Updated: 4 days ago
This post contains affiliate links. Affiliate Disclaimer
Looking for the ad & comment-free PDF? It's not available yet but will be coming soon. So keep your eyes open.
Originally, when I started in yarn crafting, I only knew how to crochet. As I started searching for things to make, I started seeing so many great hats, and sweater patterns that were knit. Then I decided I needed to know how to do both! After completing my first knit project (a winter hat), I realized how much I enjoy both crochet and knitting. They each have their positives and negatives. and can bring such great texture to a design. So this pattern, the bubble washcloth, is my mash-up of knitting and crochet.
There are some great things to be said about doing a washcloth, especially as your first project. Firstly, they’re easy and (usually) fast to make (also, if you’re new to knitting or crocheting, it’s a great way to learn or get in some new stitches).
So I’ll be sharing a couple of different Washcloth patterns I have created using different stitches I’ve learned. There will be some links to the sites I learned the stitches from as well. They will all be knit with a crochet border as my way of introducing you to my lovely world of fiber technique mash-up. :-). This week… The Bubble Washcloth is a knit design with a crochet border.
Week 1: Bubble Washcloth
This first pattern I worked on here and there and finished in the car on my way to Montello, WI to see my good friends and owners of Sage Hen Serendipity
Finish in the car!
I decided I wanted a textured washcloth for my kitchen. When I first started knitting, knit borders were not my thing. So this was my first ever merge of crochet and knit. If you’re not a crocheter, you can simply skip the crochet part, and do a knit row, then a purl row at the beginning (then start the pattern), and a purl row and knit row before you bind off.
Finished Measurements (all are approximate)
One washcloth should measure 9.5″ X 9.5″ (after blocking with border)
One Skein should make 2 washcloths.
Knitting needle and Crochet Hook
Tag (optional) I use The Beam City for my external tags.
Popcorn – K into the front and back of the loop twice, and then slip the 2nd, 3rd and 4th stitches over the 1st.
The gauge for this piece isn’t super important. I due tend knit tight, so if you want, use smaller or larger needles or just simply knit your washcloth as long as it measures wide. (depending on how big you make the washcloth, you may or may not have extra yarn)
Row 1 (and Right side): K across Front
Row 2: K2 P across to last 2 stitches, K2 Row 3: K3 *Popcorn, K5* Popcorn, K3
Row 4: K2 P across to last 2 stitches, K2
Row 5: K across
Row 6: K2 P across to last 2 stitches, K2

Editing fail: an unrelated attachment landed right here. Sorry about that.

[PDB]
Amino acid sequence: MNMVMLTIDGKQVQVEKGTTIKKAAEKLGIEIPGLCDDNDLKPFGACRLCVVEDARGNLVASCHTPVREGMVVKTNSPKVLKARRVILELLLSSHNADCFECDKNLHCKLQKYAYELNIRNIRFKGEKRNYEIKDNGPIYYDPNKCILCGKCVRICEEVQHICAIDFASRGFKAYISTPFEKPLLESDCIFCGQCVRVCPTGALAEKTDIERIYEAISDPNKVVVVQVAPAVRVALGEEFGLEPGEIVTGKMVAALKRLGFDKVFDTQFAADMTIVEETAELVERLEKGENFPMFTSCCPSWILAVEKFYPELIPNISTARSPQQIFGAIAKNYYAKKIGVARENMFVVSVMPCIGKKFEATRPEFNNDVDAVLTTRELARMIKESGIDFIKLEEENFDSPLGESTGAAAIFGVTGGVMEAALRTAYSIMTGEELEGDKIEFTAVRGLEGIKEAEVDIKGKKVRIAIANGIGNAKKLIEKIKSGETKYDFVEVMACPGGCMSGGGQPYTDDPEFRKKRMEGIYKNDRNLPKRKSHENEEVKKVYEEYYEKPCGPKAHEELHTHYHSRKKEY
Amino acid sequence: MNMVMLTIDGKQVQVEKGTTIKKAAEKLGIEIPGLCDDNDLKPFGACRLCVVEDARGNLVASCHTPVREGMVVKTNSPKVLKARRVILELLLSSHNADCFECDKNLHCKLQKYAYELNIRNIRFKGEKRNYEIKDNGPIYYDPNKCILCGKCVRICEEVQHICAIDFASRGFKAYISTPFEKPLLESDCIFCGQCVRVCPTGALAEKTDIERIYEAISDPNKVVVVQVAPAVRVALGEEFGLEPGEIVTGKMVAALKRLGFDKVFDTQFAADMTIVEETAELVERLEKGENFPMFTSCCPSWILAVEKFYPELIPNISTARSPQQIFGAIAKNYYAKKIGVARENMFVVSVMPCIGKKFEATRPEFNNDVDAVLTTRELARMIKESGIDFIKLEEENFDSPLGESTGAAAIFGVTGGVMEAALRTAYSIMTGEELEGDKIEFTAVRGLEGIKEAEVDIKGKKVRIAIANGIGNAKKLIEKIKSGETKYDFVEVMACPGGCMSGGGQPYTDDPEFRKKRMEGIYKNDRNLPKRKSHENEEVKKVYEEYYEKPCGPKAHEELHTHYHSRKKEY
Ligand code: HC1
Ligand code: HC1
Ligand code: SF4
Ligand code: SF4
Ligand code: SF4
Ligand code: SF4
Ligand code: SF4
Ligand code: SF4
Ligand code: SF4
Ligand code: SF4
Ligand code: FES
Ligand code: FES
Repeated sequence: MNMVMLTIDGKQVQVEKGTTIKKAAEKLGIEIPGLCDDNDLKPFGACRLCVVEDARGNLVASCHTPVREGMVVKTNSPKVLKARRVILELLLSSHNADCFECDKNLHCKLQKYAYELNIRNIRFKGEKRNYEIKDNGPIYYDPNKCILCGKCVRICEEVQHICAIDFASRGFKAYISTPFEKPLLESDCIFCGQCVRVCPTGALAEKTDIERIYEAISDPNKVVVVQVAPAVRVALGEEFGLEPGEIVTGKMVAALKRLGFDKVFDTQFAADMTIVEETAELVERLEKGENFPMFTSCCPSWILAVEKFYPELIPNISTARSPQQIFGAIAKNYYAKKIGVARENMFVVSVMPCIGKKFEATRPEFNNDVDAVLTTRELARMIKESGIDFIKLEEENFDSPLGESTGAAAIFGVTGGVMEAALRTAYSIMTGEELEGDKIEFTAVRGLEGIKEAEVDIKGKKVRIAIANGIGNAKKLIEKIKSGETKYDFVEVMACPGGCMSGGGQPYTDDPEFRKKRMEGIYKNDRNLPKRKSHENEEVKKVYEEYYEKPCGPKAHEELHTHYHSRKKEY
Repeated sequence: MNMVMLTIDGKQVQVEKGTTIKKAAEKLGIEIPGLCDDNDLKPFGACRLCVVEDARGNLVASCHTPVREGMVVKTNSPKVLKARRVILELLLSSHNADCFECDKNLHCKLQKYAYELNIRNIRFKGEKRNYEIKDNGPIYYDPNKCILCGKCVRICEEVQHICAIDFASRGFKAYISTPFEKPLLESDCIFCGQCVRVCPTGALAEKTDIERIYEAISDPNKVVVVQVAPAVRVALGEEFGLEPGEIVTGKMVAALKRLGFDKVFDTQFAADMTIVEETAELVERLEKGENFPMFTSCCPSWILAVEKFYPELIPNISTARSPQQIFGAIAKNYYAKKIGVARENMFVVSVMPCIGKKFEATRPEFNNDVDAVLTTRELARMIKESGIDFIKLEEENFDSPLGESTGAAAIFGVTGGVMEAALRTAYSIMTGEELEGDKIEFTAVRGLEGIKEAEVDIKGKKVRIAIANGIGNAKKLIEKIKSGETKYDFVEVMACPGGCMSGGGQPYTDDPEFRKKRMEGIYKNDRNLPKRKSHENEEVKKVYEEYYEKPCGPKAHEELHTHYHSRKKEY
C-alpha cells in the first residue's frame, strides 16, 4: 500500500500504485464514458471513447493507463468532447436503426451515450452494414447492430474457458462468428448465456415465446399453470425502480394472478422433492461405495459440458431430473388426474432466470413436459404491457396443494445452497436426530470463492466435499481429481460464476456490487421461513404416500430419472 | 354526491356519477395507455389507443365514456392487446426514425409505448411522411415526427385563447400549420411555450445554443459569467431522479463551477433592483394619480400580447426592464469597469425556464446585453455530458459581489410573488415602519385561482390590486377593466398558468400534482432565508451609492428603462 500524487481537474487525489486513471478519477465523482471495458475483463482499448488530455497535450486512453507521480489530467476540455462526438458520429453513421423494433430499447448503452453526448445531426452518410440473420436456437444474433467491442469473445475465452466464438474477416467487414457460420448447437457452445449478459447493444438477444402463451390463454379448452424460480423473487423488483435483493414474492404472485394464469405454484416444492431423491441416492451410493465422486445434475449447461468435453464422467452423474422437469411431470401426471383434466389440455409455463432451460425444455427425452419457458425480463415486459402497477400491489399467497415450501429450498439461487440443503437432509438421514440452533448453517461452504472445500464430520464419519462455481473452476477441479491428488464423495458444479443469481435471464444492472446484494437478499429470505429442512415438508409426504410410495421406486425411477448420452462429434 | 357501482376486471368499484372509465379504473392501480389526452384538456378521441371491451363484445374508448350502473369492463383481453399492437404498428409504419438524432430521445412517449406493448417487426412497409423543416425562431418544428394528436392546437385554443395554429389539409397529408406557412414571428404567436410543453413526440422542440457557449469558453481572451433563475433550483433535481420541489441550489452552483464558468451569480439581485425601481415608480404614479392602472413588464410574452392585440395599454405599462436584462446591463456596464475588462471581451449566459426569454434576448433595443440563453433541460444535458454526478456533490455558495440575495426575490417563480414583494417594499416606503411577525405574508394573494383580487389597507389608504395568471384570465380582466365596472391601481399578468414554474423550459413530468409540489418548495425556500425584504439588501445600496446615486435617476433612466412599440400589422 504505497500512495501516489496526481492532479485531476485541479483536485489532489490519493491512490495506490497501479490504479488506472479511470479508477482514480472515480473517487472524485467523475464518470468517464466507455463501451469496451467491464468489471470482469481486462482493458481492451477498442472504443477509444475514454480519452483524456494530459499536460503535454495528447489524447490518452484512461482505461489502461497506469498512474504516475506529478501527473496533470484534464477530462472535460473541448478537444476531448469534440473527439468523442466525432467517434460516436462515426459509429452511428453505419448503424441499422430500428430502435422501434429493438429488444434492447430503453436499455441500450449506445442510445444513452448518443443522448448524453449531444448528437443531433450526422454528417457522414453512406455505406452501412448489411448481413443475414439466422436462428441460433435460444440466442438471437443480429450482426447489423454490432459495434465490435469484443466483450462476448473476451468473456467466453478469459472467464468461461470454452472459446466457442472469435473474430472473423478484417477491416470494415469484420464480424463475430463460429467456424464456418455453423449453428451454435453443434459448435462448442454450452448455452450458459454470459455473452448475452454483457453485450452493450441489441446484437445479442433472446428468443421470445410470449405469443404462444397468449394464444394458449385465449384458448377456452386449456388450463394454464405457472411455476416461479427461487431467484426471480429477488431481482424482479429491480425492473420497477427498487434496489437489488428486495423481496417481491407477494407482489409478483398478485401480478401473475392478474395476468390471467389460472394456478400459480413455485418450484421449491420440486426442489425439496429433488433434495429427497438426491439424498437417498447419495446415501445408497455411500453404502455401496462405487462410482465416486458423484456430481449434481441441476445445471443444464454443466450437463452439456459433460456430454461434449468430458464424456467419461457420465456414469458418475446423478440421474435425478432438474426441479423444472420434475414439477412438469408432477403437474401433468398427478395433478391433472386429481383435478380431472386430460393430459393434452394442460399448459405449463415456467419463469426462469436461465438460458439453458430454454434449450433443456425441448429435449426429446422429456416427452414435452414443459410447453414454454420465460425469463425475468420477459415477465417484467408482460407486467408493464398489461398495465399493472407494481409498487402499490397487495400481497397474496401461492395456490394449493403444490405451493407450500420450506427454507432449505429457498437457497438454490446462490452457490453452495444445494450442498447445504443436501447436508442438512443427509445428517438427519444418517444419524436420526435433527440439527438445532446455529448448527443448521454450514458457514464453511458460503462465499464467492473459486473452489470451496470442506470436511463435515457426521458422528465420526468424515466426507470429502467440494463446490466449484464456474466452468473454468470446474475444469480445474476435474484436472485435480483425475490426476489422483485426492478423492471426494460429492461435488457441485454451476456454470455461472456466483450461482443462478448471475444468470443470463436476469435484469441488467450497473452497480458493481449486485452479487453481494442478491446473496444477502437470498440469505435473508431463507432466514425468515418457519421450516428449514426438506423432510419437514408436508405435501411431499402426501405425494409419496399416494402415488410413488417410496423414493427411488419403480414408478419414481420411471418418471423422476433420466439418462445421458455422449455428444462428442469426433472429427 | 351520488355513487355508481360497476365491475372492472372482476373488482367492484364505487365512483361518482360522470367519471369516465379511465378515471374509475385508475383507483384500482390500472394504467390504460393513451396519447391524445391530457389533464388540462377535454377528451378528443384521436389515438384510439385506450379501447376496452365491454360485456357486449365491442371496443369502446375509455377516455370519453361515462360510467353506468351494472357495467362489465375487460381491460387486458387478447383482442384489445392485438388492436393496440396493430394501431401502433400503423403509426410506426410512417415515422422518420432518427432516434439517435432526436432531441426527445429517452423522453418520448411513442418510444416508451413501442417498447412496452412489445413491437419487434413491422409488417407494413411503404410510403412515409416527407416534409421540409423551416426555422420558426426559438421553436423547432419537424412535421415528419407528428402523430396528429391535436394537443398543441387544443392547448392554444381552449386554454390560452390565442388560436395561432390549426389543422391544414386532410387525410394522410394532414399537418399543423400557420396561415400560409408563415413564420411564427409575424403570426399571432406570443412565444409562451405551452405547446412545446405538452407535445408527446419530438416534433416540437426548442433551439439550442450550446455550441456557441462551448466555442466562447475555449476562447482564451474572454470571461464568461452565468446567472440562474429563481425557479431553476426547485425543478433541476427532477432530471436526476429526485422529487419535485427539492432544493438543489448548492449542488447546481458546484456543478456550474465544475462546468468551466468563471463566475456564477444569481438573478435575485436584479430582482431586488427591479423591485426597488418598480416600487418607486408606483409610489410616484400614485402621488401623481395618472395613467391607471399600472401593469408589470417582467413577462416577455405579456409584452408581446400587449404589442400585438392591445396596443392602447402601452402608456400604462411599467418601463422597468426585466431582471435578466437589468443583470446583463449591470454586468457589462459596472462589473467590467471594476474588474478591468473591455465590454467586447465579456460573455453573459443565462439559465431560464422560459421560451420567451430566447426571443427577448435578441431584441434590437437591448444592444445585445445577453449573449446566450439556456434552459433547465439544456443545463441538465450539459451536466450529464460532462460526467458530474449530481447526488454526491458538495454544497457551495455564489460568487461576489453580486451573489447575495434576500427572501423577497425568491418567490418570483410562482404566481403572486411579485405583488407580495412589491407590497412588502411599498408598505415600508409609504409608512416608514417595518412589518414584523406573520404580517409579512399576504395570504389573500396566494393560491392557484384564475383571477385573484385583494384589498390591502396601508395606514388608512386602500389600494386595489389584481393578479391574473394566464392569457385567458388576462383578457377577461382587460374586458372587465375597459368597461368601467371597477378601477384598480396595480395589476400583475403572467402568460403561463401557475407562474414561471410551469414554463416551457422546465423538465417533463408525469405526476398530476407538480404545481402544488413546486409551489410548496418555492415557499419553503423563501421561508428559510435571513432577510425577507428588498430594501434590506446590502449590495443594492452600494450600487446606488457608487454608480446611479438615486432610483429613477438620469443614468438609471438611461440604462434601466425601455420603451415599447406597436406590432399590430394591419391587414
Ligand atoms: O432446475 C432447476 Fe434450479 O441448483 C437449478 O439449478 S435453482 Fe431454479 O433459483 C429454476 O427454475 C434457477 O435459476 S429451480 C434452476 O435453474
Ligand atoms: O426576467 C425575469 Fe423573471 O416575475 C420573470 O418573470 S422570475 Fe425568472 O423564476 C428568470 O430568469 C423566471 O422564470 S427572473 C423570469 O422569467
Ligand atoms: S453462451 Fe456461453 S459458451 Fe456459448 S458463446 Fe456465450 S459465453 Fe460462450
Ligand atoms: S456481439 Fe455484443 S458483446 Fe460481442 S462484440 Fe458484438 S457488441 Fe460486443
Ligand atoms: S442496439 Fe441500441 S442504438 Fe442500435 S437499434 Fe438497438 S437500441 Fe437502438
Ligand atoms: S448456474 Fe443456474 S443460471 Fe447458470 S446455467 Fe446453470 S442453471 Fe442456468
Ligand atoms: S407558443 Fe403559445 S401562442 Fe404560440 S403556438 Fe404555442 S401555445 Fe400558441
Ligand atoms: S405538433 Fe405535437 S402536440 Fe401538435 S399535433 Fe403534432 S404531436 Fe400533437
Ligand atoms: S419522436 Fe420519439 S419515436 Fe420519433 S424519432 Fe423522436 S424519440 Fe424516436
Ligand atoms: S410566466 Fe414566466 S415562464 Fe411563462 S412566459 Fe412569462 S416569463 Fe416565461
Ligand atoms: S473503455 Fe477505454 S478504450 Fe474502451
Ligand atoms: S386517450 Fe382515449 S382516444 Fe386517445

Row 7: K6 *Popcorn, K5* Popcorn, K6
Row 8: K2 P across to last 2 stitches, K2
Repeat rows 1-8, until approx 9.5 inches long. Bind off but do not cut yarn.
Next, get out the 4mm crochet hook
Round 1: ch 1, sc in the same stitch as ch, *sc across 21 times (about 1/2 of the knitting stitches), 3 sc in corner* After the last sc, fasten off and weave in ends.
To see how to Crochet around the washcloth, check out this video
If you're not quite sure how to knit around the border this video can help. It explains for the Super Soft Baby Washcloth, but can be applied to this or any knit washcloth.
Should I block this?
Honestly, it depends on you. If you're giving it as a gift or selling them, I would definitely recommend blocking this piece so it has nice straight edges. But if you're not worried about it because it's for you, you can just simply start using it. Just be careful how tightly you pull as you block anything you make, the more you pull, the bigger it will be.
Now you can enjoy your new washcloth. This does knit fairly fast once you get the hang of it. So on a nice rainy day, grab some yarn and knit up a bunch for yourself, or gift baskets with some nice soap.
Making it as a gift? Don't forget the gift tag! If you share your completed work with me on Instagram @thesmithcountry or use #TheSmithCountry and tag me on facebook, @thesmithcountry! I always love seeing the patterns I create come to life in your homes.
With a grateful heart,
Please be respectful
Do not sell or distribute this pattern in any way, including as your own. Instead, share the original blog post link! You can sell finished products made from this pattern. I do ask that you give credit to Jenn Smith; The Smith Country, LLC as the pattern designer and link to the blog post. If you have any questions regarding distribution or translation of this pattern, please see my Terms and Conditions or e-mail me directly. Thank you for your consideration!
All rights reserved. You may not sell, trade, share or redistribute this pattern in any way. You may sell finished items made from this pattern. © The Smith Country LLC
All images © 2020 Jenn Smith of Smith Country, LLC